Blazer, price upon request, by Alexandre Vauthier at net-a-porter.com; pavé bar earrings, $875, by Zoë Chicco at Intermix, East Hampton; Love necklace in 18K white gold, $2,310, at Cartier, Americana Manhasset.
“Going to 10 different schools, speaking three different languages, I grew up having to face fear of the unfamiliar constantly,” Jihae explains while sipping hot tea. “It was tough as a child, but in retrospect, those challenging experiences were opportunities for me to learn to conquer fears and adapt to new environments at an early age. My childhood was a training ground to build resilience and mental fortitude. And the gift of experiencing various cultures allowed for an open mind.”
Acting was an accidental turn on a road to a career in music, intercepted by modeling stints that made her the object of photographic affection of such powerful names as Annie Leibovitz, Peter Beard and Peter Lindbergh. A singer, composer and founder of indie music and multimedia company Septem, Jihae has collaborated on her albums with the likes of Lenny Kravitz, Dave Stewart and the late Leonard Cohen. “I came of age at the end of my adolescence into adulthood when it dawned on me that the world is not a fair place,” says Jihae, who grew up in a household that encouraged creativity. “It’s a sensitive age where you feel invincible and so fragile at the same time, like you can conquer the world and also be devoured by it. Instead of looking for a career, I began to explore expressing my intense feelings in music, stifled over the purpose and meaning of life.”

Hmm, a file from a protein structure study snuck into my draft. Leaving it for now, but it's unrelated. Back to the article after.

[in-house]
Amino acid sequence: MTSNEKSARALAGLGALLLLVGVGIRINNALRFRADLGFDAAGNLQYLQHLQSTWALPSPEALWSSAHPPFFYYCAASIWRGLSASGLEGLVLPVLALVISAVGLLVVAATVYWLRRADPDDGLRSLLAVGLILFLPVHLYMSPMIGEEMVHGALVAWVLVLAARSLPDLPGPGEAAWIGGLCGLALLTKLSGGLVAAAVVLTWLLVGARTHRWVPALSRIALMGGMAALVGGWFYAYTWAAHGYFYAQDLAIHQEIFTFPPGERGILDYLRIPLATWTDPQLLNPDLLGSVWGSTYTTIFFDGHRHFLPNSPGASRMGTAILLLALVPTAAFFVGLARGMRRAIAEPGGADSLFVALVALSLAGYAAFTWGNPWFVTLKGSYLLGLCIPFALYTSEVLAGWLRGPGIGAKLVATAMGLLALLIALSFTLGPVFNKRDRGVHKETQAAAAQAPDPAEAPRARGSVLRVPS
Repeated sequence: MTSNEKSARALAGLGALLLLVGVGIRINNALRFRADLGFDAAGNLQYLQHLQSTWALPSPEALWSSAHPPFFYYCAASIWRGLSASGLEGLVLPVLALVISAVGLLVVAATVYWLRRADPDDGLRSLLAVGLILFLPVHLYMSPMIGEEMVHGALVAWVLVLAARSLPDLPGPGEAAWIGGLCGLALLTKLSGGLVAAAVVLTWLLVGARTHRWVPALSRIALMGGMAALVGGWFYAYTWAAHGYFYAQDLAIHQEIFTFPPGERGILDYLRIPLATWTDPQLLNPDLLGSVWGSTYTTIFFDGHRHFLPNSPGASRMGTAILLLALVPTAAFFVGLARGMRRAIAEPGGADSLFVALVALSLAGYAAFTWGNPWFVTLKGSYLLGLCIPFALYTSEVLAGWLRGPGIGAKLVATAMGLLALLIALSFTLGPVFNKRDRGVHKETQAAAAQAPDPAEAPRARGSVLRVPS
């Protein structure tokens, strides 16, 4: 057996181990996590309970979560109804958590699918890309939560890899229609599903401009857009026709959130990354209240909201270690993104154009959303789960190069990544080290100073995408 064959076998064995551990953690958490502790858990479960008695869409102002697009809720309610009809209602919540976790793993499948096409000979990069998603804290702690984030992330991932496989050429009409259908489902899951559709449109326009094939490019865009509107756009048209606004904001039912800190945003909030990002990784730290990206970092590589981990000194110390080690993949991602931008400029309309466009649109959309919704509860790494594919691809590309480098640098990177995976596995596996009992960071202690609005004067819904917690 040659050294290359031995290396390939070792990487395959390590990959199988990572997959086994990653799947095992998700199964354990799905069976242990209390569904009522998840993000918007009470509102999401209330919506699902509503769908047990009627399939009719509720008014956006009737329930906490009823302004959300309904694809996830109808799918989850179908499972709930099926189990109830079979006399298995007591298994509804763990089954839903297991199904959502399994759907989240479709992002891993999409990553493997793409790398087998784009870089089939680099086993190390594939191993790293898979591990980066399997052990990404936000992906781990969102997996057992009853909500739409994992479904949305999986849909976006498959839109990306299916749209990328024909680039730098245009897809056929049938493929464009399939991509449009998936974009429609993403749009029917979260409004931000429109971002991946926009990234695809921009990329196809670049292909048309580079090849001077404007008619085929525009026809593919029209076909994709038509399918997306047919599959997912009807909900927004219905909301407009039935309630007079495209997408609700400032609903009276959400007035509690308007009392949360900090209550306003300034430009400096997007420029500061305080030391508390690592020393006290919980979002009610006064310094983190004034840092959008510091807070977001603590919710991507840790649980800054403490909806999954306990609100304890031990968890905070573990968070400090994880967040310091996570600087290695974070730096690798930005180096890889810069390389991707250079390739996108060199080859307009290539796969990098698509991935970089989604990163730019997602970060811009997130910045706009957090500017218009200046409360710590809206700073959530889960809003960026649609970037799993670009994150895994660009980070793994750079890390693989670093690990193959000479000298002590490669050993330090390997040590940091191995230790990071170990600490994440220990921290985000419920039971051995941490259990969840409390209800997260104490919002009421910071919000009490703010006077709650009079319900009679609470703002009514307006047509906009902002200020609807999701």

Challenged by limitations the music industry seems to place on independent artists, she began to think out of the box to create buzz around her work. “I had to wear the marketing hat to figure out how to give a longer life span to my songs with no budget. This is where my experimentation in other mediums of art and collaborations began,” she says. “I had already treated my albums as art projects, so curating group art exhibits and making video art installations was a natural extension.” The harsh realities of trying to make it in music left her longing for something else, not as a distraction but as a way to remain captivated by it. “At the suggestion of my mentor, I started to take acting lessons,” she recalls. “After my third lesson, a mutual friend of ours emailed me to see if I was interested in auditioning for a Ron Howard project, Mars. I sent in the audition tape and was flown out to Budapest in 10 days.”
A romantic at heart, Jihae came to New York for love. (No surprise when one considers her father learned arias to serenade her opera-loving mother when they fell in love.) It was an appreciation for the ocean that brought Jihae out East. “I’m a creature of the sea. I can’t stay away too long without hungering for it. The light out East has a special glow… incredible sunsets.” If it were up to her, Jihae would travel to Portugal this summer to revel in its waters. But with a new TV project she is shooting (yes, it’s another sci-fi series), much like the show’s heroine, Jihae is gearing up for yet another intergalactic adventure.